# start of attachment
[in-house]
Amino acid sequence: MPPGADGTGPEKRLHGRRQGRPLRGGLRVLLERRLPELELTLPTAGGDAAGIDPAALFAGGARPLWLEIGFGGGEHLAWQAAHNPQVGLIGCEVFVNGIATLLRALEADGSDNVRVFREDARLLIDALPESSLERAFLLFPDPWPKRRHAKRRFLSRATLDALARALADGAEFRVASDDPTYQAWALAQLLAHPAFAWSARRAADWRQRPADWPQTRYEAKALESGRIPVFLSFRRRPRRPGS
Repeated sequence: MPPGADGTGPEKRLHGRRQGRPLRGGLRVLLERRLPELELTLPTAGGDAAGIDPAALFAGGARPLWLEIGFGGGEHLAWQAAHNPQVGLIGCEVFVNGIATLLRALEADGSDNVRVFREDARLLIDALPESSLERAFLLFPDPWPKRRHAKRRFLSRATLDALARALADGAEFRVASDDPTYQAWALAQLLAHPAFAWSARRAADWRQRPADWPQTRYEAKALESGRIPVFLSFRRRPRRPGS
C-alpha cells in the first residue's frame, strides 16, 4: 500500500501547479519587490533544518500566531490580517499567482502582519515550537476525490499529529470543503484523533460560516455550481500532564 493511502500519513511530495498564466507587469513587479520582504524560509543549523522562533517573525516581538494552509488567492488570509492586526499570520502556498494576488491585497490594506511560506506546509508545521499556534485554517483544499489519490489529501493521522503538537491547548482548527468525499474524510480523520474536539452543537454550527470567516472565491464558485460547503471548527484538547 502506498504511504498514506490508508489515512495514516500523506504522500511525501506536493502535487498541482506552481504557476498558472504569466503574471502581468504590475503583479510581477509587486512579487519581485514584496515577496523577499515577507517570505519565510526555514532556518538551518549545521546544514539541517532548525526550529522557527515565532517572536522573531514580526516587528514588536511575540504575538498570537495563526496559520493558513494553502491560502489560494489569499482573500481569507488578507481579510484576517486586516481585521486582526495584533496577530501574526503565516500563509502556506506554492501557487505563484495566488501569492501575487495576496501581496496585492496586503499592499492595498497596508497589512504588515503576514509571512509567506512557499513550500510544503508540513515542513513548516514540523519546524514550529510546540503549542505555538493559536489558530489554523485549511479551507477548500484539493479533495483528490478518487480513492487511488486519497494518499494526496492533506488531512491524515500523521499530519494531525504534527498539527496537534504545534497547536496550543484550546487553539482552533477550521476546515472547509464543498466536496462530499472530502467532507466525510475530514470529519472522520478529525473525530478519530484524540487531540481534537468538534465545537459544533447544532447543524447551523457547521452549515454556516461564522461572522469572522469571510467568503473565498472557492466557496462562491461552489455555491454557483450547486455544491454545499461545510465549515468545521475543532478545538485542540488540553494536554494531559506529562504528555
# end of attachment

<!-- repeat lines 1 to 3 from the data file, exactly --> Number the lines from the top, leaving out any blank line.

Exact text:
[in-house]
Amino acid sequence: MPPGADGTGPEKRLHGRRQGRPLRGGLRVLLERRLPELELTLPTAGGDAAGIDPAALFAGGARPLWLEIGFGGGEHLAWQAAHNPQVGLIGCEVFVNGIATLLRALEADGSDNVRVFREDARLLIDALPESSLERAFLLFPDPWPKRRHAKRRFLSRATLDALARALADGAEFRVASDDPTYQAWALAQLLAHPAFAWSARRAADWRQRPADWPQTRYEAKALESGRIPVFLSFRRRPRRPGS
Repeated sequence: MPPGADGTGPEKRLHGRRQGRPLRGGLRVLLERRLPELELTLPTAGGDAAGIDPAALFAGGARPLWLEIGFGGGEHLAWQAAHNPQVGLIGCEVFVNGIATLLRALEADGSDNVRVFREDARLLIDALPESSLERAFLLFPDPWPKRRHAKRRFLSRATLDALARALADGAEFRVASDDPTYQAWALAQLLAHPAFAWSARRAADWRQRPADWPQTRYEAKALESGRIPVFLSFRRRPRRPGS